Megan Chambers is a Contraception and Sexual Health Nurse for Brook in Cornwall. She shares her journey of having various health and social care jobs before deciding to work in sexual health.
Back in school, I was never sure what I wanted to do, I’d always been the “mother” of the friendship group, caring and sensible. I had chosen A-levels that interested me; Human biology, Psychology, Chemistry, and Health and Social Care. In the first year at College my mother was diagnosed with cancer. Subsequently, my concentration levels at college plummeted, as did my results. I failed Chemistry and in second year took up Home Economics for an easy lesson to fill the gap.
Due to my mum taking ill, I decided I would like to go to university to become a nurse after being in hospital so often with her. I had my poor dad driving from Middlesex to Oxford to Bournemouth to Cardiff for university interviews and maths tests. I got conditional offers at them all and got the grades I needed (BCC) but after college I had well and truly had enough of education and decided to take a year out. I took a job as a community carer for a year to get some experience in care.
I enjoyed driving around the county to look after those who needed care in their own homes.
In 2013, I got accepted into Plymouth University at their Truro campus, which is local to me. This meant that I did not have to be far away from my family and could continue working. I decided to quit community care a few months into my degree, as it was hard to juggle to hours with uni work and placements. A friend offered me a job with her supporting a young man with cerebral palsy. It was great, we got to take him to concerts and trips out, just like any other young man would be doing. I mainly worked weekends and when I did sleep-ins I could work on assignments.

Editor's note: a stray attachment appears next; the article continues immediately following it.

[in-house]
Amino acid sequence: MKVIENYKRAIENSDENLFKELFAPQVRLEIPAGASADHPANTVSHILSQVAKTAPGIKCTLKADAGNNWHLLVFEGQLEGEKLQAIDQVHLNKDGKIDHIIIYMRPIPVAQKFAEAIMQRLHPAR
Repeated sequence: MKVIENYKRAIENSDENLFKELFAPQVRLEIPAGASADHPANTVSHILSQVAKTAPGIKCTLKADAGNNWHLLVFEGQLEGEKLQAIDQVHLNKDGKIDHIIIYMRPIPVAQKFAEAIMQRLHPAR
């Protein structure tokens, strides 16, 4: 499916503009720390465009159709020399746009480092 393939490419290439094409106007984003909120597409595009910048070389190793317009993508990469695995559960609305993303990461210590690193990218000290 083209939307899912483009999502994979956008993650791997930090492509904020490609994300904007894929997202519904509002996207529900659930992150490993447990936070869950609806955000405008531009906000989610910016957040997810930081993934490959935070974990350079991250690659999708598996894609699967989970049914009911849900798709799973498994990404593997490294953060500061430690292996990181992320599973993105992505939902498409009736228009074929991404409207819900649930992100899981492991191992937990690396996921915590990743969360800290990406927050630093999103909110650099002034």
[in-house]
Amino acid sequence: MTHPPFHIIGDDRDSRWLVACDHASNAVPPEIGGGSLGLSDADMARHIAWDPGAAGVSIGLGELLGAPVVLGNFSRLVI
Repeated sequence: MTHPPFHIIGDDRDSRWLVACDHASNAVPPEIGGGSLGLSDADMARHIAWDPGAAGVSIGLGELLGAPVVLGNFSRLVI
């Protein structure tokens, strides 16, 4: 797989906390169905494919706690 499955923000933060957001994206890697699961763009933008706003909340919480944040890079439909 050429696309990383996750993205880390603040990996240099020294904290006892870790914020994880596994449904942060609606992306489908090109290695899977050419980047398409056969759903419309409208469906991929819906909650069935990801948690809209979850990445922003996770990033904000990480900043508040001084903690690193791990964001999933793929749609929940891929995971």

I had a variety of placements from surgery to district nursing to a neurological rehabilitation ward, a gynae/medical ward (where I was offered my first job), and finally a three-month stint on a coronary care unit. Whilst on the gynae ward I spent an afternoon at the nearest Brook centre to see what they did, and it definitely sparked an interest. I absolutely loved being out in the community doing district nursing and getting out in the fresh air rather than the stuffy wards.
However, I knew that I needed some general experience first before I decided on what to do.
I took the job on the gynae ward, and I was extremely nervous as it bought back many memories of when my mum was a patient on that same ward, but I got on very well with all the staff and enjoyed the nature of the work. We cared for female only patients mostly from post-gynae surgery but, as with any ward, many of our patients were elderly patients all waiting for care packages to be arranged. We would also often care for people who were miscarrying or having an ectopic pregnancy, which I found particularly upsetting.
A year in and the mixture of 12 hour day and night shifts in the same week were taking their toll, I’m definitely a person that doesn’t deal well with lack of sleep and likes routine. I spoke with the Matron and expressed an interest in working in the sexual health unit if any positions came up. She came back to me shortly after and said that there was a position available soon due to someone going on maternity leave. I couldn’t really afford to risk taking a short term post but I found the area so interesting that I thought it was definitely worth applying for. Not long after I had a phone call offering me the job. I started 1 month later.
I absolutely love all that the job entails; seeing young teenagers right through to those in their 80s+.
A lot of the training has been done on the job, like taking bloods and learning all the different STIs, how to diagnose them and their treatments. We use microscopes to pre-diagnose some STIs too like Gonorrhoea or Trichomonas. I went to London to do a course on STIs and cervical smear-taker training. In June 2019 I went on maternity leave for a year and during that time, our NHS contract got taken over by Brook. I returned to work at the very start of the pandemic. It was completely different to me to start back at work for a new company, at home, after a year off, but now 9 months down the line I’m back into the swing of it and really enjoying being back in clinic seeing patients face to face. And, in the new year I start my contraception training which I’m really looking forward to!